What is going on with SARS-CoV-2 infection and your brain? Even in mild infection there may be neurological injury that affects recovery. In our study, brain tissue recovered from SARS-CoV-2 infected non-human primates revealed microbleeds, neuron injury and death, and evidence of brain hypoxia, all of which may cause long-lasting neurological symptoms after infection.
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published on Feb 15, 2023
Although severe acute respiratory syndrome coronavirus 2 (SARS-CoV-2) is associated with respiratory illness, infection can cause a variety of neurological complications. In fact, many individuals report neurological symptoms during infection in the absence of fever, cough, shortness of breath, and/or other symptoms more typical of infection. Neurological complications of infection range in severity from severe and life-threatening, such as stroke or altered mental status, to comparatively mild, including impaired smell and/or taste and intense headache. Even less severe neurological manifestations of infection can be very unpleasant and may prolong recovery for these patients.
While it’s clear that SARS-CoV-2 infection can cause major neurological symptoms, how it does this is less clear. In our recent work, we examined brains of infected non-human primates to gain insight into how infection affects the brain. Non-human primates (NHPs) are susceptible to SARS-CoV-2 infection and have brain structures and cell processes similar to humans, which make them an important animal model for advancing our understanding of brain pathology (disease) in infection. This study reported the brains of SARS-CoV-2 infected NHPs have pathology that is consistent with that seen in brain of infected human patients, including wide-spread inflammation, small bleeds into the brain, called microhemorrhages, and neuronal injury and death.
We have observed evidence of inflammation in all brain regions examined from the infected animals. This is seen as increased proteins by microglia, the resident immune cell in the brain, and astrocytes, cells that support neuron health and function. The protein Iba-1 is normally expressed by microglia but increased in expression under inflammatory conditions. Similarly, GFAP is normally expressed by most astrocytes and upregulated in the context of inflammation. Both Iba-1 and GFAP are upregulated in the brain of infected, as compared to non-infected, animals and reveal changes in microglia and astrocyte morphology (shape) that indicate inflammation.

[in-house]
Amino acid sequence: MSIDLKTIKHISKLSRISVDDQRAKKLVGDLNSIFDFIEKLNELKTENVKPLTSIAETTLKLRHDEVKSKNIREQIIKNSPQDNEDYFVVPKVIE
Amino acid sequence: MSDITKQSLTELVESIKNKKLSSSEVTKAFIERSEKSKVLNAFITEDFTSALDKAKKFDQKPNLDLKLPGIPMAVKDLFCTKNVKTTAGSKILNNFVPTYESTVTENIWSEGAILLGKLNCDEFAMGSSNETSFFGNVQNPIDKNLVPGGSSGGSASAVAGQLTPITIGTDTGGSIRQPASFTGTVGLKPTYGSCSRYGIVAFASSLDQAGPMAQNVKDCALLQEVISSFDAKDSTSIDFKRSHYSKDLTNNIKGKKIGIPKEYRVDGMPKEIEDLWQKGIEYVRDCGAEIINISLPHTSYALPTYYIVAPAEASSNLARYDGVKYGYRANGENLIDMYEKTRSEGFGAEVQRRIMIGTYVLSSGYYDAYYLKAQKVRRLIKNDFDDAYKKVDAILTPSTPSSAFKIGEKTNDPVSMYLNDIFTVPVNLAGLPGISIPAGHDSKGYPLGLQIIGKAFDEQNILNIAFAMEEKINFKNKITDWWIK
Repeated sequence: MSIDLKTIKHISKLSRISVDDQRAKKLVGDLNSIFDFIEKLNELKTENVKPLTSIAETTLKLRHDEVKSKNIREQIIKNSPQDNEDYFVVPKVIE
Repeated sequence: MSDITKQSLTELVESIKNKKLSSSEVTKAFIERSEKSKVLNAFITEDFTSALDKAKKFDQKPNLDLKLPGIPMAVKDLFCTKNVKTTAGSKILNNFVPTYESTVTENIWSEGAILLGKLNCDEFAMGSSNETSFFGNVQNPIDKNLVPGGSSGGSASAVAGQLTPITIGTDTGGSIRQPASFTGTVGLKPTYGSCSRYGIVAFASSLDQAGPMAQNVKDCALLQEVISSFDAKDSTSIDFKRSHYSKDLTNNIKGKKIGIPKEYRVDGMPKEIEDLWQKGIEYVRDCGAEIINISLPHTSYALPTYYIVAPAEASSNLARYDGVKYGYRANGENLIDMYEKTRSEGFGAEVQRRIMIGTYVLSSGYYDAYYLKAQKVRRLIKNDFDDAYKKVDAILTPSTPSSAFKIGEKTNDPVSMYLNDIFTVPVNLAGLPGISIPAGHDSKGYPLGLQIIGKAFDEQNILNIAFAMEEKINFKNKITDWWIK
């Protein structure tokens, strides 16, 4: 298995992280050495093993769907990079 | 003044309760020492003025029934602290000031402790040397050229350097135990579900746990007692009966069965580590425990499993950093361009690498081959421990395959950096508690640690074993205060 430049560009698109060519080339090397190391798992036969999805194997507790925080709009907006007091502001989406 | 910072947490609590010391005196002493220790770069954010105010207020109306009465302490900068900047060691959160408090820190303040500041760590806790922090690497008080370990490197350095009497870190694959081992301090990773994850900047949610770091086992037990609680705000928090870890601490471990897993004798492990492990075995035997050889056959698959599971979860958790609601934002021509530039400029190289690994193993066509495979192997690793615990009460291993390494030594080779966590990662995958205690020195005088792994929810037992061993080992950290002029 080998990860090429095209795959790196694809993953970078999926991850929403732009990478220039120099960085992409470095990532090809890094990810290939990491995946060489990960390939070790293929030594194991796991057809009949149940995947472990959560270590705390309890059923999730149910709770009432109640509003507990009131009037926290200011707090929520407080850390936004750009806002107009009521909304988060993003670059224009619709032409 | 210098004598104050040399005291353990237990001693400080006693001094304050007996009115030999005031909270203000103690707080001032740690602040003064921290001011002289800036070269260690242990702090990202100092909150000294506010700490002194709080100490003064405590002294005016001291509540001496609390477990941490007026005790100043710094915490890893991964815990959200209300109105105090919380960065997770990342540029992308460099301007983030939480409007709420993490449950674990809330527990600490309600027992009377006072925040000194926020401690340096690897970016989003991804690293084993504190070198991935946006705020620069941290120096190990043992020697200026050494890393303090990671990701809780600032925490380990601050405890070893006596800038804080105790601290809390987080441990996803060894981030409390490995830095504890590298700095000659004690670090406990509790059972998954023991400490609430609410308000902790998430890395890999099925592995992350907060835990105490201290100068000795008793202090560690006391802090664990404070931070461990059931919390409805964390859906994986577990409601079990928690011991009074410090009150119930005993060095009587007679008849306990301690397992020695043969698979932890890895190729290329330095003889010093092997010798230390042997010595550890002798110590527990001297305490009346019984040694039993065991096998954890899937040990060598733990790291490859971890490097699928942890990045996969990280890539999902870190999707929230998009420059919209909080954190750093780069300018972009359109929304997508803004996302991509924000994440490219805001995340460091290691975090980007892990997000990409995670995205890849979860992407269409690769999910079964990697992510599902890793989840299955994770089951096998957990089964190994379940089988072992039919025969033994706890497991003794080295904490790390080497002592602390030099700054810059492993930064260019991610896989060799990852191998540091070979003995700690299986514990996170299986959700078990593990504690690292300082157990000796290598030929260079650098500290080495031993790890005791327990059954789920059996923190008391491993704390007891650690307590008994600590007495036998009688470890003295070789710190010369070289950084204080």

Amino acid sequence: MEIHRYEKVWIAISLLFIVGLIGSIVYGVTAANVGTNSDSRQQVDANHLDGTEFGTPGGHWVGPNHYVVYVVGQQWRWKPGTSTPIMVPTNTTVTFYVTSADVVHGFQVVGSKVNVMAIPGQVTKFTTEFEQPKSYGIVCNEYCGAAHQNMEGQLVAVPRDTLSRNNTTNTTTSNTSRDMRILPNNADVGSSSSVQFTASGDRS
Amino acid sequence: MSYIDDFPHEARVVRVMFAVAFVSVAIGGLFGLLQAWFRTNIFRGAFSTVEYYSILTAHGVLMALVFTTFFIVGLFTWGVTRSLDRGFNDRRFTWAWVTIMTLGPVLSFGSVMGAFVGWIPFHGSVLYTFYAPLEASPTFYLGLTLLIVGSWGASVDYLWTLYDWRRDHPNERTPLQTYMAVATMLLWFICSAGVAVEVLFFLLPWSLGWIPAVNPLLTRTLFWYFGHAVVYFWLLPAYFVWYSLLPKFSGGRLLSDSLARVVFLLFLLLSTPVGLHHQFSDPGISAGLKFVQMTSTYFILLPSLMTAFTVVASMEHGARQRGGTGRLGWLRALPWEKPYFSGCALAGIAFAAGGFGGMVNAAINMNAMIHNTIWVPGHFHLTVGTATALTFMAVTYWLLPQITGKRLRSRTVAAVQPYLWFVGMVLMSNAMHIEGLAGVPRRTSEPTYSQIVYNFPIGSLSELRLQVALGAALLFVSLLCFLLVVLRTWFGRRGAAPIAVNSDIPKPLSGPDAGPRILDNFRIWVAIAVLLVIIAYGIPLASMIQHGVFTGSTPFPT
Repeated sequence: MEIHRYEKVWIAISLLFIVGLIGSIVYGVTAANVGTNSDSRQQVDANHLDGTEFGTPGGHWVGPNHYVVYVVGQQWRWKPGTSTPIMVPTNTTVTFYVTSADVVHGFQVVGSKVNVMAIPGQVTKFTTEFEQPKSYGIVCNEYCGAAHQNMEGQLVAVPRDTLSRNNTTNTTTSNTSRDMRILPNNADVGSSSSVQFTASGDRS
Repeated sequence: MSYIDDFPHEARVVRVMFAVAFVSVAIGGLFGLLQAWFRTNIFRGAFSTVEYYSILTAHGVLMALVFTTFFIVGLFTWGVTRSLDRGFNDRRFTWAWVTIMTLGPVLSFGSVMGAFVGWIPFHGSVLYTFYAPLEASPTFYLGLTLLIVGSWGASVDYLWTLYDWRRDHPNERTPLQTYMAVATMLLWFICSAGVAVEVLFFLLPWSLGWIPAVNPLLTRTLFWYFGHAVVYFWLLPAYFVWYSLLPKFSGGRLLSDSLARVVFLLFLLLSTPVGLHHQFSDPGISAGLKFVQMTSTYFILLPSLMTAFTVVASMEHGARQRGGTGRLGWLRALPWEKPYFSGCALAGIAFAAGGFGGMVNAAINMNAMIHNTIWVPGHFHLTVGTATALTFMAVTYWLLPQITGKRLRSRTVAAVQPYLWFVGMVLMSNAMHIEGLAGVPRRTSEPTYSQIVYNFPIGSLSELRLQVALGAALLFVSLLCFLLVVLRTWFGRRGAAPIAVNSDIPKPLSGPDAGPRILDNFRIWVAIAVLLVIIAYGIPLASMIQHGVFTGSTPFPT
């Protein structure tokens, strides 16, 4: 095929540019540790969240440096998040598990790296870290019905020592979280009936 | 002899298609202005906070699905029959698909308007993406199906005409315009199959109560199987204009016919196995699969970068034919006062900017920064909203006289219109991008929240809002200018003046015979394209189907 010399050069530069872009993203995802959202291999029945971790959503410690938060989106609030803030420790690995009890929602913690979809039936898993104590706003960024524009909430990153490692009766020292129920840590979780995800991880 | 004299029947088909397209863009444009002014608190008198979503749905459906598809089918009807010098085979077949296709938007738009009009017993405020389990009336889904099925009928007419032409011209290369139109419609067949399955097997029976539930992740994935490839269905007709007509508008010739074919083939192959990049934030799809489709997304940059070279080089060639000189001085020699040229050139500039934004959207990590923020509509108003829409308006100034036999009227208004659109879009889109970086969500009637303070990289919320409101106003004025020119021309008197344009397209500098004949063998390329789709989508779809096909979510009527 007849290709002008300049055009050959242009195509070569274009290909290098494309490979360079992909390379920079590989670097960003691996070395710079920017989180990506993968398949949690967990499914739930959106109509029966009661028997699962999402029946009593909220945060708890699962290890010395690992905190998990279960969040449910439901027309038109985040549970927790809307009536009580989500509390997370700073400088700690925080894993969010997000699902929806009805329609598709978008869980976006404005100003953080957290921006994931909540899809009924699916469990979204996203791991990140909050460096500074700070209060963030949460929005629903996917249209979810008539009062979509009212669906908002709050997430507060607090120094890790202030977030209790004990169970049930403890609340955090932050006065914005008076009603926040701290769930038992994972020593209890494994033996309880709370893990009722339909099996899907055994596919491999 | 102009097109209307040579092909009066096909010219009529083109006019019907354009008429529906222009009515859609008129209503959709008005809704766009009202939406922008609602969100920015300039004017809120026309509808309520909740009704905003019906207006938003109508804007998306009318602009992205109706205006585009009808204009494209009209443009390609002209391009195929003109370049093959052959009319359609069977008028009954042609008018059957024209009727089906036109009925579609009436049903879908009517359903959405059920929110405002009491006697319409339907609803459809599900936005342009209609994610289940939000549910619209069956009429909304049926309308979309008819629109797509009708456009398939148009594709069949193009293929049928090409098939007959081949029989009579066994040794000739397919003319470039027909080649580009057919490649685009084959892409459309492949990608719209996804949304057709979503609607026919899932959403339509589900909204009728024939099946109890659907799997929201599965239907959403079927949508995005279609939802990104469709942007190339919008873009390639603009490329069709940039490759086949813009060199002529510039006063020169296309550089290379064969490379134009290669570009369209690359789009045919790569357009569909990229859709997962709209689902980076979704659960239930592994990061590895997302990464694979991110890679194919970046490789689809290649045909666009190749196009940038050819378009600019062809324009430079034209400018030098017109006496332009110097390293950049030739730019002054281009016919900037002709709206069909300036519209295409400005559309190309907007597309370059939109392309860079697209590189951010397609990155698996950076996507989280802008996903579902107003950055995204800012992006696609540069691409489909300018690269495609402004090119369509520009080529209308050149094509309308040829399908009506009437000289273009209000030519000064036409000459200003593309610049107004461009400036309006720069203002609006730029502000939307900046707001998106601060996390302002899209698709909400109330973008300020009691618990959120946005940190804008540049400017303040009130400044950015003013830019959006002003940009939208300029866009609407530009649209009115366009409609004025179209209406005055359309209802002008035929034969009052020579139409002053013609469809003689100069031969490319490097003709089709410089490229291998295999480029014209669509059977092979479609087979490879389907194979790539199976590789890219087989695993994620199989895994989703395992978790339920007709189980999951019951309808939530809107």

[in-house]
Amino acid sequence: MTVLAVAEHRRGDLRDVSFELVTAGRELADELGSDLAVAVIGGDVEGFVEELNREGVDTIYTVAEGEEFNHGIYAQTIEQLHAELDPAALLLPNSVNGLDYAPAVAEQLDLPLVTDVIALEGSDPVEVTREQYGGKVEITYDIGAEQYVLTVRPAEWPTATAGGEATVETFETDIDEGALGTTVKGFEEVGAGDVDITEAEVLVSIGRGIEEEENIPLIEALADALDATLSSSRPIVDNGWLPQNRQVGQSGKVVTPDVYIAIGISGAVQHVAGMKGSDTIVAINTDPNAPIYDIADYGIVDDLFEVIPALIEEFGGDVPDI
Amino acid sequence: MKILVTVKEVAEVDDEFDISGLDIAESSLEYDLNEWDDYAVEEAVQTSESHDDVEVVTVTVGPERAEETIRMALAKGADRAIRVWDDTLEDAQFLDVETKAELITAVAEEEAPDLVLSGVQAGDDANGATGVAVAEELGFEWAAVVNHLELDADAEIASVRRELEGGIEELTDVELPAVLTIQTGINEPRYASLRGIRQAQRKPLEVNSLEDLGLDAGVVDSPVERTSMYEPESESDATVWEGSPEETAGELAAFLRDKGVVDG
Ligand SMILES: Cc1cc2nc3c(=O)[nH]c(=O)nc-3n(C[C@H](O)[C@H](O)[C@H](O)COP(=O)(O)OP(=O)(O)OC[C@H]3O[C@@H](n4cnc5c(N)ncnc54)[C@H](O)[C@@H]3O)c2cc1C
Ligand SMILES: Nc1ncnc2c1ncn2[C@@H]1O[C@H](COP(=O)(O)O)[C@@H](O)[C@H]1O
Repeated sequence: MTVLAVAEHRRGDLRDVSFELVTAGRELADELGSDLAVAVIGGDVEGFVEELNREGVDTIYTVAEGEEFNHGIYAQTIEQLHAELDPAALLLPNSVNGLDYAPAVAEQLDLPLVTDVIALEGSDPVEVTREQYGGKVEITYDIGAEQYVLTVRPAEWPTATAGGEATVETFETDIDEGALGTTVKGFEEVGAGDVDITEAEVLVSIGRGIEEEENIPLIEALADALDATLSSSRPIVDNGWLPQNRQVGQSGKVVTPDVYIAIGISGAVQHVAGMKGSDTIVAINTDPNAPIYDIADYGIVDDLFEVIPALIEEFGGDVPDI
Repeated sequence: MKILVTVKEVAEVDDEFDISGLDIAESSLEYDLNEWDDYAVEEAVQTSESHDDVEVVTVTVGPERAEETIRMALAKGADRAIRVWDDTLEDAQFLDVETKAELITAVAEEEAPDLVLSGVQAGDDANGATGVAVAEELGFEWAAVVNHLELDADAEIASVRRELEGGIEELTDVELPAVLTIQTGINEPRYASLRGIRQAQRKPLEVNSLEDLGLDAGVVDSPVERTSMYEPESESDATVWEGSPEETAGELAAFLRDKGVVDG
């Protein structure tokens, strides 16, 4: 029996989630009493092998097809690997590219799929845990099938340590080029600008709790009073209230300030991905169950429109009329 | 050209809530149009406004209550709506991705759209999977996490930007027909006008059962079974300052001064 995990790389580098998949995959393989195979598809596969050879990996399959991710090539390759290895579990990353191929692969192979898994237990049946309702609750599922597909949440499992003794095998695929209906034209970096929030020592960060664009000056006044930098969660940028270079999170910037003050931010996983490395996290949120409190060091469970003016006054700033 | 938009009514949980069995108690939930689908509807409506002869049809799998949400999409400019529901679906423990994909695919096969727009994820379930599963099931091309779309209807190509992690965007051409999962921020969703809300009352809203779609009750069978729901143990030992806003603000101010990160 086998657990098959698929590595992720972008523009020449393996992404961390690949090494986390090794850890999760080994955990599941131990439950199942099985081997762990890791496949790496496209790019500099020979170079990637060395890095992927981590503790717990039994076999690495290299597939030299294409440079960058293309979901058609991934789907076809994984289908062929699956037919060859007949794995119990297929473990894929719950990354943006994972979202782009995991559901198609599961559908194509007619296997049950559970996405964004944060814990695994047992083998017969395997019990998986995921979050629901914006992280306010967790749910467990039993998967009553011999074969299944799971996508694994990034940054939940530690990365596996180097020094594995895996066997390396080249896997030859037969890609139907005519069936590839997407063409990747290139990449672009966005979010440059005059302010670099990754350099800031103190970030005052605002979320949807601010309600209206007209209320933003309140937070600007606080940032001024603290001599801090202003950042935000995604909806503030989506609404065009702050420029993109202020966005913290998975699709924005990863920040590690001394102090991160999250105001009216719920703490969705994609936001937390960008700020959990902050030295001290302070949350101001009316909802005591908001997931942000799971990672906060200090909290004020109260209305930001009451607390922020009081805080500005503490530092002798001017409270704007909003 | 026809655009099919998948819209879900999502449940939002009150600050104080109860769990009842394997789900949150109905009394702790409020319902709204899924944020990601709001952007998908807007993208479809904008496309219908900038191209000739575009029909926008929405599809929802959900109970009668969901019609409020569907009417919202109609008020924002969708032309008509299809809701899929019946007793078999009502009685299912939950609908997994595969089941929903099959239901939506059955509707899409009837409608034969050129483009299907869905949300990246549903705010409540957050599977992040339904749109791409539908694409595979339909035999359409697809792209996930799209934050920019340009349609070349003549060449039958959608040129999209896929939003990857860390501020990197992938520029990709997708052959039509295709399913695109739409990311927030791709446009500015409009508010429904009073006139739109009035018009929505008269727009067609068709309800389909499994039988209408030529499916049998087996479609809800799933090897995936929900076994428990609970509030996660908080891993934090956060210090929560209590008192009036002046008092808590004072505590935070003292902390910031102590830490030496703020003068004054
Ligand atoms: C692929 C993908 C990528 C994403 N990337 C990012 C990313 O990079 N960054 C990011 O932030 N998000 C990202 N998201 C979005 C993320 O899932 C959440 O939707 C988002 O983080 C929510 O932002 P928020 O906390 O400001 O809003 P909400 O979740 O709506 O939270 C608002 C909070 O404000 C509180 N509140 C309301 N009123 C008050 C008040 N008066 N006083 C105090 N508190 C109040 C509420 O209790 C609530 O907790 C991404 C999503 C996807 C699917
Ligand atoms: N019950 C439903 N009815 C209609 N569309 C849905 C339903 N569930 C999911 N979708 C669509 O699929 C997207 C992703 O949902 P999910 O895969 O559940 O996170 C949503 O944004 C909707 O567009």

More concerning is the increase in small bleeds in the brain, called microhemorrhages, and neuron injury and death seen in infection, as compared to non-infected animals of similar age. Microhemorrhages can result from the development of a thrombus, or blood clot, comprised of platelets and red blood cells. Our model, however, shows most bleeds in infected animals are not associated with clots, as demonstrated by a lack of CD61, a platelet derived clotting protein, in vessels associated with microhemorrhages.
Only in infected animals we observed areas of injured and/or dying neurons, as demonstrated by cytoplasmic vacuoles, or holes, within the cells and damaged nuclei. Large neurons in the cerebellum, called Purkinje cells, are most notably affected. Positivity of cleaved caspase 3, a protein that indicates apoptosis (cell death), is only seen in brain of SARS-CoV-2 infected animals.
Microhemorrhages and neuronal injury/death are most prevalent in deep brain structures in infection. It is reasonable to suspect these bleeds contribute to neuronal injury/death, as they would cause hypoxia, or reduced oxygen, due to reduced blood flow, in the brain. We examined brain of infected and non-infection animals for hypoxia by investigating brain for the presence of hypoxia inducible factor-1a or HIF-1a. HIF-1a is a subunit of the transcription factor HIF-1 and is stabilized in response to low oxygen levels. Our study demonstrated HIF-1a is increased in infection, predominantly by cells that comprise the brain vasculature, as well as cells in the surrounding area.
What role, if any, does the virus directly play in SARS-CoV-2-associated brain injury? Interestingly, only minimal virus is seen in the brain regions we investigated, and no virus is detected in cerebrospinal fluid (CSF). This is consistent with multiple reports of infected human patients. A caveat of this study, however, is the olfactory bulb and olfactory tract tissues were unavailable for these animals and may be a possible route for viral entry into the brain. Even if this does occur, in our study virus did not spread to the deep brain structures where we see significant injury. In the limited cases where virus is observed in brain of our infected animals, it appears to localize to cells that line the blood vessels (endothelial cells).
Importantly, brain injury in SARS-CoV-2 infected NHPs is seen even in the absence of severe respiratory disease. This may provide some insight into the neurological complaints of individuals who only developed asymptomatic or mild disease. As such, it is important to evaluate patients with SARS-CoV-2 infection, even when mild, for neurological issues. Additional research investigating the cellular events that lead to the development of inflammation, microhemorrhages, and neuronal cell death in the brain is critical for preventing and/or treating neurological complications of SARS-CoV-2 infection.
Rutkai, I., Mayer, M. G., Hellmers, L. M., Ning, B., Huang, Z., Monjure, C. J., Coyne, C., Silvestri, R., Golden, N., Hensley, K., Chandler, K., Lehmicke, G., Bix, G. J., Maness, N. J., Russell-Lodrigue, K., Hu, T. Y., Roy, C. J., Blair, R. v., Bohm, R., … Fischer, T. (2022). Neuropathology and virus in brain of SARS-CoV-2 infected non-human primates. Nature Communications, 13(1), 1745. https://doi.org/10.1038/s41467-022-29440-z